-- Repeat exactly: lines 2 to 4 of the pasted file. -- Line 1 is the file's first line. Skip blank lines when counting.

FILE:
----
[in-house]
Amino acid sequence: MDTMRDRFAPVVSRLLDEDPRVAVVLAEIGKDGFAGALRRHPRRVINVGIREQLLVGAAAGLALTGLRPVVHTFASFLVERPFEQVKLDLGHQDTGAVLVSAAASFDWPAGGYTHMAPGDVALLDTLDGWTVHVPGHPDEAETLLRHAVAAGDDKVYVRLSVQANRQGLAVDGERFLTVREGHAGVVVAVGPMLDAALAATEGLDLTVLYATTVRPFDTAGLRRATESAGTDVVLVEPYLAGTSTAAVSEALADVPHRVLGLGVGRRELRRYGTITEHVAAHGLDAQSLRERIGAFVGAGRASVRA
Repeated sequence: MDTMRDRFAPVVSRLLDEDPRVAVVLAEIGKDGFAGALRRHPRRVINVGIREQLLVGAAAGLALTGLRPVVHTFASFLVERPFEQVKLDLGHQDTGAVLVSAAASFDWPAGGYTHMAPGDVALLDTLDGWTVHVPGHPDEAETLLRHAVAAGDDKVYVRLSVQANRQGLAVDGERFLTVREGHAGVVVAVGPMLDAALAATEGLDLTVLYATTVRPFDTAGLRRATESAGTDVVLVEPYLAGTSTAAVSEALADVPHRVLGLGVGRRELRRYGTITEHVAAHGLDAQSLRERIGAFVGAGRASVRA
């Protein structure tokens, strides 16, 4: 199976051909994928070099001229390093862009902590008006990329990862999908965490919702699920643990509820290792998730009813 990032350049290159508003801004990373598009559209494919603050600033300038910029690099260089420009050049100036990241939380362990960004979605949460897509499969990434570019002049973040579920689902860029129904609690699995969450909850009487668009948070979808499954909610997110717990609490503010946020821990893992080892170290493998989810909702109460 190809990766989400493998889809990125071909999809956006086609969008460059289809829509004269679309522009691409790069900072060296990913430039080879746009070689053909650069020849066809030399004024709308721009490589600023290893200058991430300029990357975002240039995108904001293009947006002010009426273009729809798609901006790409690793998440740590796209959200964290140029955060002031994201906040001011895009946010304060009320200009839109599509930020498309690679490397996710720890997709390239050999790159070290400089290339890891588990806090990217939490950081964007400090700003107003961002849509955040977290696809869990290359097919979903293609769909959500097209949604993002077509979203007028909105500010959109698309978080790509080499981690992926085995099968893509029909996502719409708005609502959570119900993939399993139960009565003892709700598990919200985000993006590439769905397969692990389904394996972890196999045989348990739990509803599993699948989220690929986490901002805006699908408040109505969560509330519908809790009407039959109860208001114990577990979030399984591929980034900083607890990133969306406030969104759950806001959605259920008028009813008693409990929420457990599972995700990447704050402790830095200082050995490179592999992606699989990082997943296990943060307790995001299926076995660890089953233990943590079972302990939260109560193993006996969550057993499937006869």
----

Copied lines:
Amino acid sequence: MDTMRDRFAPVVSRLLDEDPRVAVVLAEIGKDGFAGALRRHPRRVINVGIREQLLVGAAAGLALTGLRPVVHTFASFLVERPFEQVKLDLGHQDTGAVLVSAAASFDWPAGGYTHMAPGDVALLDTLDGWTVHVPGHPDEAETLLRHAVAAGDDKVYVRLSVQANRQGLAVDGERFLTVREGHAGVVVAVGPMLDAALAATEGLDLTVLYATTVRPFDTAGLRRATESAGTDVVLVEPYLAGTSTAAVSEALADVPHRVLGLGVGRRELRRYGTITEHVAAHGLDAQSLRERIGAFVGAGRASVRA
Repeated sequence: MDTMRDRFAPVVSRLLDEDPRVAVVLAEIGKDGFAGALRRHPRRVINVGIREQLLVGAAAGLALTGLRPVVHTFASFLVERPFEQVKLDLGHQDTGAVLVSAAASFDWPAGGYTHMAPGDVALLDTLDGWTVHVPGHPDEAETLLRHAVAAGDDKVYVRLSVQANRQGLAVDGERFLTVREGHAGVVVAVGPMLDAALAATEGLDLTVLYATTVRPFDTAGLRRATESAGTDVVLVEPYLAGTSTAAVSEALADVPHRVLGLGVGRRELRRYGTITEHVAAHGLDAQSLRERIGAFVGAGRASVRA
């Protein structure tokens, strides 16, 4: 199976051909994928070099001229390093862009902590008006990329990862999908965490919702699920643990509820290792998730009813 990032350049290159508003801004990373598009559209494919603050600033300038910029690099260089420009050049100036990241939380362990960004979605949460897509499969990434570019002049973040579920689902860029129904609690699995969450909850009487668009948070979808499954909610997110717990609490503010946020821990893992080892170290493998989810909702109460 190809990766989400493998889809990125071909999809956006086609969008460059289809829509004269679309522009691409790069900072060296990913430039080879746009070689053909650069020849066809030399004024709308721009490589600023290893200058991430300029990357975002240039995108904001293009947006002010009426273009729809798609901006790409690793998440740590796209959200964290140029955060002031994201906040001011895009946010304060009320200009839109599509930020498309690679490397996710720890997709390239050999790159070290400089290339890891588990806090990217939490950081964007400090700003107003961002849509955040977290696809869990290359097919979903293609769909959500097209949604993002077509979203007028909105500010959109698309978080790509080499981690992926085995099968893509029909996502719409708005609502959570119900993939399993139960009565003892709700598990919200985000993006590439769905397969692990389904394996972890196999045989348990739990509803599993699948989220690929986490901002805006699908408040109505969560509330519908809790009407039959109860208001114990577990979030399984591929980034900083607890990133969306406030969104759950806001959605259920008028009813008693409990929420457990599972995700990447704050402790830095200082050995490179592999992606699989990082997943296990943060307790995001299926076995660890089953233990943590079972302990939260109560193993006996969550057993499937006869």